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Impact of neonatal resuscitation trainings on neonatal and perinatal mortality: a systematic review and meta-analysis
  1. Archana Patel1,
  2. Mahalaqua Nazli Khatib2,
  3. Kunal Kurhe1,
  4. Savita Bhargava1,
  5. Akash Bang3
  1. 1Lata Medical Research Foundation, Nagpur, Maharashtra, India
  2. 2Division of Evidence Synthesis; School of Epidemiology and Public Health & Department of Physiology, Datta Meghe Institute of Medical Sciences, Wardha, Maharashtra, India
  3. 3Department of Paediatrics, Mahatma Gandhi Institute of Medical Sciences, Sewagram, Maharashtra, India
  1. Correspondence to Professor Mahalaqua Nazli Khatib, Division of Evidence Synthesis; School of Epidemiology and Public Health & Department of Physiology Datta Meghe Institute of Medical Sciences Wardha Maharashtra India; nazli.786{at}rediffmail.com

Abstract

Background Training of birth attendants in neonatal resuscitation is likely to reduce birth asphyxia and neonatal mortality. We performed a systematic review and meta-analysis to assess the impact of neonatal resuscitation training (NRT) programme in reducing stillbirths, neonatal mortality, and perinatal mortality

Methods We considered studies where any NRT was provided to healthcare personnel involved in delivery process and handling of newborns. We searched MEDLINE, CENTRAL, ERIC and other electronic databases. We also searched ongoing trials and bibliographies of the retrieved articles, and contacted experts for unpublished work. We undertook screening of studies and assessment of risk of bias in duplicates. We performed review according to Cochrane Handbook. We assessed the quality of evidence using the GRADE approach.

Results We included 20 trials with 1 653 805 births in this meta-analysis. The meta-analysis of NRT versus control shows that NRT decreases the risk of all stillbirths by 21% (RR 0.79, 95% CI 0.44 to 1.41), 7-day neonatal mortality by 47% (RR 0.53, 95% CI 0.38 to 0.73), 28-day neonatal mortality by 50% (RR 0.50, 95% CI 0.37 to 0.68) and perinatal mortality by 37% (RR 0.63, 95% CI 0.42 to 0.94). The meta-analysis of pre-NRT versus post-NRT showed that post-NRT decreased the risk of all stillbirths by 12% (RR 0.88, 95% CI 0.83 to 0.94), fresh stillbirths by 26% (RR 0.74, 95% CI 0.61 to 0.90), 1-day neonatal mortality by 42% (RR 0.58, 95% CI 0.42 to 0.82), 7-day neonatal mortality by 18% (RR 0.82, 95% CI 0.73 to 0.93), 28-day neonatal mortality by 14% (RR 0.86, 95% CI 0.65 to 1.13) and perinatal mortality by 18% (RR 0.82, 95% CI 0.74 to 0.91).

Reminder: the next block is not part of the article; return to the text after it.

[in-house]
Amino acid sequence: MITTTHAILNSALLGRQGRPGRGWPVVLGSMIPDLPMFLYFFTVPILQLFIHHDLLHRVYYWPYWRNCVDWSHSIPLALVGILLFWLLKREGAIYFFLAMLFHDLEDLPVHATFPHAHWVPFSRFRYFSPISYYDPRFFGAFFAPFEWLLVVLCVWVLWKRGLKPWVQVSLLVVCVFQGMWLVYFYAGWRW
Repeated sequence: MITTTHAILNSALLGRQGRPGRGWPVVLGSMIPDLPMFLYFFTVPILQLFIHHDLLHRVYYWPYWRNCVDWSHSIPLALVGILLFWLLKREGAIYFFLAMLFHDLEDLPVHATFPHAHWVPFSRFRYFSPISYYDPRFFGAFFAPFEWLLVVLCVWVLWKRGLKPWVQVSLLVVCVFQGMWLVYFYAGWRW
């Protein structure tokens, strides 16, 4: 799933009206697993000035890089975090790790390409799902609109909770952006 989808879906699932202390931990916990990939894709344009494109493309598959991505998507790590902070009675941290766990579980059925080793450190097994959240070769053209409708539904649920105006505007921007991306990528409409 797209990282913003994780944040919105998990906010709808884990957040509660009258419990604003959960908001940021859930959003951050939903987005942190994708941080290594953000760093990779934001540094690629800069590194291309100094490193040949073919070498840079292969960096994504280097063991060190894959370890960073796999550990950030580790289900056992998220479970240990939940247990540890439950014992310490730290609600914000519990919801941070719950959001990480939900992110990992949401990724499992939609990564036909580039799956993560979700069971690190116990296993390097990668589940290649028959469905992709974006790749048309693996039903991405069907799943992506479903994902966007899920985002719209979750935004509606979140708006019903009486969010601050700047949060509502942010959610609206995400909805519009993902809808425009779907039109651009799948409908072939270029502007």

Conclusions Findings of this review show that implementation of NRT improves neonatal and perinatal mortality. Further good quality randomised controlled trials addressing the role of NRT for improving neonatal and perinatal outcomes may be warranted.

Trial registration number PROSPERO 2016:CRD42016043668

  • health services research
  • mortality
  • multidisciplinary team-care

This is an Open Access article distributed in accordance with the terms of the Creative Commons Attribution (CC BY 4.0) license, which permits others to distribute, remix, adapt and build upon this work, for commercial use, provided the original work is properly cited. See: http://creativecommons.org/licenses/by/4.0/

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What is already known?

  • A quarter of global neonatal deaths are due to birth asphyxia. The majority of these deaths occur in low-resource settings and are preventable.

  • Neonatal resuscitation training (NRT) of birth attendants using mannequins result in improved knowledge and skills needed for resuscitation.

  • Translation of NRT into improved neonatal outcomes and the effect estimates of improvements need to be re-evaluated and updated.

What this study adds?

  • This meta-analysis assessed the impact of NRT on stillbirths, 1-day neonatal mortality, 7-day neonatal mortality, 28-day neonatal mortality and perinatal mortality.

  • NRT resulted in significant reduction in stillbirths and early neonatal mortality. However, continuum of care is needed for mortality reduction from day 7 to 28.

  • Future studies also need to establish the best combination of settings, trainee characteristics and training frequency to sustain the existing effect on perinatal mortality reduction.

Introduction

Approximately a quarter of f million neonatal deaths worldwide are as a result of birth asphyxia.1 A large majority of these deaths occur in low-resource settings and are preventable. Approximately 5%–10% of newborns require some support to adapt to the extrauterine environment and to establish regular respiration.1 2 Simple resuscitative measures are often enough to resuscitate newborns that may even appear to be lifeless at birth. Studies have shown that essential newborn care has been effective in reducing stillbirths (SB).3